The extradition of convicted drug lord Joaquín "El Chapo" Guzmán to the United States can go forward, Mexico's Foreign Relations Department ruled Friday.
The process can still be appealed, meaning it could be weeks or months before the Sinaloa cartel leader may be sent to the U.S., where he is wanted in multiple jurisdictions on charges related to drug trafficking and organized crime.
Guzmán's lawyers now have 30 days to appeal the decision, and they have said they will.
The department said Friday in a statement that the United States has provided "adequate guarantees" that Guzmán would not face the death penalty. Mexico has abolished capital punishment and does not extradite its citizens if they face possible execution.
Friday's ruling covered an extradition request from a Texas federal court related to charges of conspiracy to import and distribute cocaine and marijuana, money-laundering, arms possession and murder, and another extradition request from a federal court in California.
In all, Guzmán faces charges from seven U.S. federal prosecutors including in Chicago, New York, Miami and San Diego.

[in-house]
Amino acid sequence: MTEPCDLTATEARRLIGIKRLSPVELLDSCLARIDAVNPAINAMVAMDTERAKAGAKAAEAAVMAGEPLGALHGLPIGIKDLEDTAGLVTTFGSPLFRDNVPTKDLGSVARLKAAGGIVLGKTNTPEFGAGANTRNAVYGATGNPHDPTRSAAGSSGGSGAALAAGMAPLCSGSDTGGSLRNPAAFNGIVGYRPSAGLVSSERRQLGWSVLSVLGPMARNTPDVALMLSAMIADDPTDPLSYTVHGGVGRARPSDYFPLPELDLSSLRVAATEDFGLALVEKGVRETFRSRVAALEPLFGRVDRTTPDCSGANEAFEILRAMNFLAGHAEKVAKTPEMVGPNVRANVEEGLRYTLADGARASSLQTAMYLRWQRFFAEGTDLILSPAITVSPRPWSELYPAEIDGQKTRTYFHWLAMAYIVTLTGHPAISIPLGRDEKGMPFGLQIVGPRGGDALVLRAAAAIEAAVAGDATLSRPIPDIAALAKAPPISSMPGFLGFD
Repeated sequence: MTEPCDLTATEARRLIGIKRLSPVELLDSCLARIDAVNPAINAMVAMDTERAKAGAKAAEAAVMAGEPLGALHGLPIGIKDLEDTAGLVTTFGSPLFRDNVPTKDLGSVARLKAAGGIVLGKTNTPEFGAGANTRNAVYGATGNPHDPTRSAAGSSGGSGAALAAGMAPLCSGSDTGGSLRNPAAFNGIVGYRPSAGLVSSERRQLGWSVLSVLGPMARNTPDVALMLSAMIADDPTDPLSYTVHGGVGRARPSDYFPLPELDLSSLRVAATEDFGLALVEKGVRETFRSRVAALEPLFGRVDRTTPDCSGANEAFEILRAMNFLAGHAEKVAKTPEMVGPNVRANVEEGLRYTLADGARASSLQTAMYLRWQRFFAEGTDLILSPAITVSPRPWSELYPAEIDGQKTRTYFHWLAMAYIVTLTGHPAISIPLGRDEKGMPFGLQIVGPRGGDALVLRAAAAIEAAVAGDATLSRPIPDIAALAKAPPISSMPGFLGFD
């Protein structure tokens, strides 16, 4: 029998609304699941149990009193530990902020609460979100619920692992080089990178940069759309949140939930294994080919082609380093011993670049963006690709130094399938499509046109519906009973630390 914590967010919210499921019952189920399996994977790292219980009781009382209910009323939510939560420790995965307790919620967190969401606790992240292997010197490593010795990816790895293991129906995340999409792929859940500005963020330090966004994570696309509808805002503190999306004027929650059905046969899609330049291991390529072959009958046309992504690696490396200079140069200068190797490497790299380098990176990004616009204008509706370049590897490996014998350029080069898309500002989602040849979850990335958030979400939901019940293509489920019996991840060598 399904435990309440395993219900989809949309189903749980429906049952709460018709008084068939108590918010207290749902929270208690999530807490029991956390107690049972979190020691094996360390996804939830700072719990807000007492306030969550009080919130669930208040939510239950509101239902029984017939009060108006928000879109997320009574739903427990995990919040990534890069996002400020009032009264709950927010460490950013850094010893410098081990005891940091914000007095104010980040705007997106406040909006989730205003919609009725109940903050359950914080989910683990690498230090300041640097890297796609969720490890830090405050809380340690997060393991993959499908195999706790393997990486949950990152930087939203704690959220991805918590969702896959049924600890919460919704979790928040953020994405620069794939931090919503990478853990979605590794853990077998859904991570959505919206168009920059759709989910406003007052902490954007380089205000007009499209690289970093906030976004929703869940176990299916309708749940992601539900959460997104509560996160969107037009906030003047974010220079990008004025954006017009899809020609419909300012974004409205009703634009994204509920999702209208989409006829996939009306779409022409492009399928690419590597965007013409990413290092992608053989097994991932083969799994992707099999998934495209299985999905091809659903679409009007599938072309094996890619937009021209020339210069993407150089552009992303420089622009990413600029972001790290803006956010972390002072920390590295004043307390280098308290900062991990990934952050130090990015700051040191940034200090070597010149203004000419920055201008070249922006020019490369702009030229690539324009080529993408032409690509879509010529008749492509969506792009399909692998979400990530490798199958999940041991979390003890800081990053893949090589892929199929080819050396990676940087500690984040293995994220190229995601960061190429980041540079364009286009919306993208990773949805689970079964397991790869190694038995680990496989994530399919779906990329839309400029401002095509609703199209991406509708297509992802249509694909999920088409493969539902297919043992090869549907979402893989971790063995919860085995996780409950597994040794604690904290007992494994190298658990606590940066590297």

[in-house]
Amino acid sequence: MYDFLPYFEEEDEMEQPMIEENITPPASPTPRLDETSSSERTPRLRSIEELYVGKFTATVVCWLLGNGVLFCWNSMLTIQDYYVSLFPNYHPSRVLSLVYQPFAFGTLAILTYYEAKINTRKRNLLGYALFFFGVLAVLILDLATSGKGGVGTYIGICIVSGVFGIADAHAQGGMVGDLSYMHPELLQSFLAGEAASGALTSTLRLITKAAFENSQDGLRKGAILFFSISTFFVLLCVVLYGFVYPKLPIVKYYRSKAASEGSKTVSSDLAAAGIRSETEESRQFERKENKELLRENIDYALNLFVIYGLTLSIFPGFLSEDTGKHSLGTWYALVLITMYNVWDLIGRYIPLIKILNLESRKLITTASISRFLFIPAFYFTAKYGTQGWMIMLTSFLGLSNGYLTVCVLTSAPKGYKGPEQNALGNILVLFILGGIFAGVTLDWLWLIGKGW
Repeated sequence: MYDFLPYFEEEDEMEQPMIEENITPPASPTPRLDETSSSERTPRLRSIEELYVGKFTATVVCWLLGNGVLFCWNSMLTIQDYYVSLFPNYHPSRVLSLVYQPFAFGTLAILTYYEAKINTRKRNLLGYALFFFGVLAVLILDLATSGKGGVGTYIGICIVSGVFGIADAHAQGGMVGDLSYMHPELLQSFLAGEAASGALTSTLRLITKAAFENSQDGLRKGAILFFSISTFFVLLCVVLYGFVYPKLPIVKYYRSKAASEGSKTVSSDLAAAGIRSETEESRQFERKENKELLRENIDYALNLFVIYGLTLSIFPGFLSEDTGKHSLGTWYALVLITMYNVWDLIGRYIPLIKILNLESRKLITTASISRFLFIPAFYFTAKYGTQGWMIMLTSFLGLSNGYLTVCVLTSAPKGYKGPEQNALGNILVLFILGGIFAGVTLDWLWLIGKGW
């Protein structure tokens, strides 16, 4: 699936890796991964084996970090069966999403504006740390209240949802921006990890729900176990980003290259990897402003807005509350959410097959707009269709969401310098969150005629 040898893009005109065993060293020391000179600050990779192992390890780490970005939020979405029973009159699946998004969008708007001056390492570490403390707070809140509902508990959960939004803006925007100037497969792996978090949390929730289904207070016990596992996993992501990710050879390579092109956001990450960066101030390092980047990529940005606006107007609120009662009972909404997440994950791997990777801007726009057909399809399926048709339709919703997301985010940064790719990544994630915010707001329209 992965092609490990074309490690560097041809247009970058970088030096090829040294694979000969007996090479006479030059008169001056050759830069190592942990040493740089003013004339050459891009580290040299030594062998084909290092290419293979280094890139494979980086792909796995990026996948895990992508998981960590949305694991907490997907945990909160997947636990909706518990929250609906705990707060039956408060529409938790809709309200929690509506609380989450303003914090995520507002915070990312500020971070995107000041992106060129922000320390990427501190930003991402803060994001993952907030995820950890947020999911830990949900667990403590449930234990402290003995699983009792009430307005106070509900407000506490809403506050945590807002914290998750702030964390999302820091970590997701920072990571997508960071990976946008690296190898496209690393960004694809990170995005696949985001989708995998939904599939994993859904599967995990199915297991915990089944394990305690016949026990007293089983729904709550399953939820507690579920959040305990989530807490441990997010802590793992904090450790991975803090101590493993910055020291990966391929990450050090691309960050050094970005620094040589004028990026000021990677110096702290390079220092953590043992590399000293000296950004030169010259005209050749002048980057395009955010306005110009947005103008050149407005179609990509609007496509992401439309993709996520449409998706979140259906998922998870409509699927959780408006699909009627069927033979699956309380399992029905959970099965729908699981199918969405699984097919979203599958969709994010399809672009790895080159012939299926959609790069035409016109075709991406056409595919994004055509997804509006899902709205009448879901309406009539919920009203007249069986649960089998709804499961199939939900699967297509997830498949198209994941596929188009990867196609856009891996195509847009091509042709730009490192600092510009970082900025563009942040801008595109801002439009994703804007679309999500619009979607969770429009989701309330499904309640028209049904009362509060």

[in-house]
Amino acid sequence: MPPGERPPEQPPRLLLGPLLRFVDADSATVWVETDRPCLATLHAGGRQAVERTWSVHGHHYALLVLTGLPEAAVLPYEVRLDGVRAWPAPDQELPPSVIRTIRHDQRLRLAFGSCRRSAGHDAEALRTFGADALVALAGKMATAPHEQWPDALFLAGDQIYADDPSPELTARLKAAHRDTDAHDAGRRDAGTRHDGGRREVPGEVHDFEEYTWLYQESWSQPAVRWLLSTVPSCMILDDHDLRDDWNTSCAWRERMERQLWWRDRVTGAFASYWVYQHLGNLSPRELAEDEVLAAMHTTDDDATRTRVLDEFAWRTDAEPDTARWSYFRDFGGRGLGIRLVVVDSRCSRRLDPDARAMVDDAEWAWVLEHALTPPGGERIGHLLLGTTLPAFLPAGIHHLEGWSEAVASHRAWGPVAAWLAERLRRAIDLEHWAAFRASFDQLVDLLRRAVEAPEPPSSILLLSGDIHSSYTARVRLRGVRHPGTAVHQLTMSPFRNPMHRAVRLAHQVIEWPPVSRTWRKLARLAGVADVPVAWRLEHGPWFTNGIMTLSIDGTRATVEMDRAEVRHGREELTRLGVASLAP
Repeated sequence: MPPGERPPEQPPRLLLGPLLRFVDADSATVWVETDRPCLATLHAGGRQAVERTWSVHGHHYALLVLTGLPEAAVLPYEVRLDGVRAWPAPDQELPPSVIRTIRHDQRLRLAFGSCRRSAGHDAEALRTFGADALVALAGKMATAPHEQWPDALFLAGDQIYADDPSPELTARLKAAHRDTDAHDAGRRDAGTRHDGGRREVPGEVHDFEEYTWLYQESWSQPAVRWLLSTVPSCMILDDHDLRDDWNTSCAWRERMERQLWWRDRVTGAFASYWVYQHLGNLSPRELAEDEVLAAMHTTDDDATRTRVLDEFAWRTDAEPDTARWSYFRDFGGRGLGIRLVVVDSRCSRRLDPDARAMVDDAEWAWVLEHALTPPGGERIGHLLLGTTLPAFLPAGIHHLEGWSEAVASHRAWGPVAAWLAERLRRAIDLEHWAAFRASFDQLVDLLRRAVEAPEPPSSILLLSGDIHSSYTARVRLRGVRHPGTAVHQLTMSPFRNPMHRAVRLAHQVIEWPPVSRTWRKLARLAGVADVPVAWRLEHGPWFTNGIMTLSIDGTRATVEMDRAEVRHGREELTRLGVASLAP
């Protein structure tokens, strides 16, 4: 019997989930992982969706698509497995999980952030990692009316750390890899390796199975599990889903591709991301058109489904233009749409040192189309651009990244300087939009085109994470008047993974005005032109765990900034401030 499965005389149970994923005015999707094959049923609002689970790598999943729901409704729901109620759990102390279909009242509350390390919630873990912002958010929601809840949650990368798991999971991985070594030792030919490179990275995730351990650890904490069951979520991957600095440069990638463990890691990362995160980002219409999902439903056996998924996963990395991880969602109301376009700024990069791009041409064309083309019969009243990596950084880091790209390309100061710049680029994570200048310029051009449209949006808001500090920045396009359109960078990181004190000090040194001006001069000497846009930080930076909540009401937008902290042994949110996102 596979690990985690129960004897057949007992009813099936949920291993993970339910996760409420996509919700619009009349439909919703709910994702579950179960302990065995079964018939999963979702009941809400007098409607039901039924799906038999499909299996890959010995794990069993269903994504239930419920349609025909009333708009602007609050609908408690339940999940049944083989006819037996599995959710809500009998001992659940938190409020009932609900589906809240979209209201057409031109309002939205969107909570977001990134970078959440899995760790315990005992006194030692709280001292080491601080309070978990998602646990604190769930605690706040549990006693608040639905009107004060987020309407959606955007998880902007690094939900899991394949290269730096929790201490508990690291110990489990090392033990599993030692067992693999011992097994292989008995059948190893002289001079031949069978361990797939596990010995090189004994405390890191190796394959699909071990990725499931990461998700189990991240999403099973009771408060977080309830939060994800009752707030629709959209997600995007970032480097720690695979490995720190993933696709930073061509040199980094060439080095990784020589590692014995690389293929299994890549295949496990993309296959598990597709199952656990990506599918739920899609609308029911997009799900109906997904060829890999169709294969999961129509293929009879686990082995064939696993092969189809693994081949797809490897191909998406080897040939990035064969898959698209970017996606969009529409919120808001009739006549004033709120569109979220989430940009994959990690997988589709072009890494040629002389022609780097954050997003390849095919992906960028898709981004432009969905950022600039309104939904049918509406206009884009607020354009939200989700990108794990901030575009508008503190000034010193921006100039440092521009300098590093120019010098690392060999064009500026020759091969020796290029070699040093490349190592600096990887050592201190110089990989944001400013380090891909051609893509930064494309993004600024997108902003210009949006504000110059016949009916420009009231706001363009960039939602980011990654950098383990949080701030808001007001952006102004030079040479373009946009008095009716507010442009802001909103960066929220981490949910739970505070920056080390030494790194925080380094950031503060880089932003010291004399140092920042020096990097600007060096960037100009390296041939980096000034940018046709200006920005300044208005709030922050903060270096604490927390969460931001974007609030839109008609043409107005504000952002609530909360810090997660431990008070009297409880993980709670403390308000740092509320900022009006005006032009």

Jose Refugio Rodriguez, one of Guzman's lawyers, said Friday the legal team planned to appeal the decision all the way to Mexico's Supreme Court, and possibly to international tribunals. Rodriguez told the Milenio television station that any extradition would take "at least one to three years."
"He knows and is conscious that the real battle against extradition is going to be waged through the constitutional appeals process," Rodriguez said.
Guzman was arrested in January after almost six months on the run following his escape from a maximum-security prison through a mile-long tunnel that opened to the floor of his shower.
He had already escaped once before in 2001 and spent more than a decade as one of the world's most wanted fugitives until he was recaptured in 2014.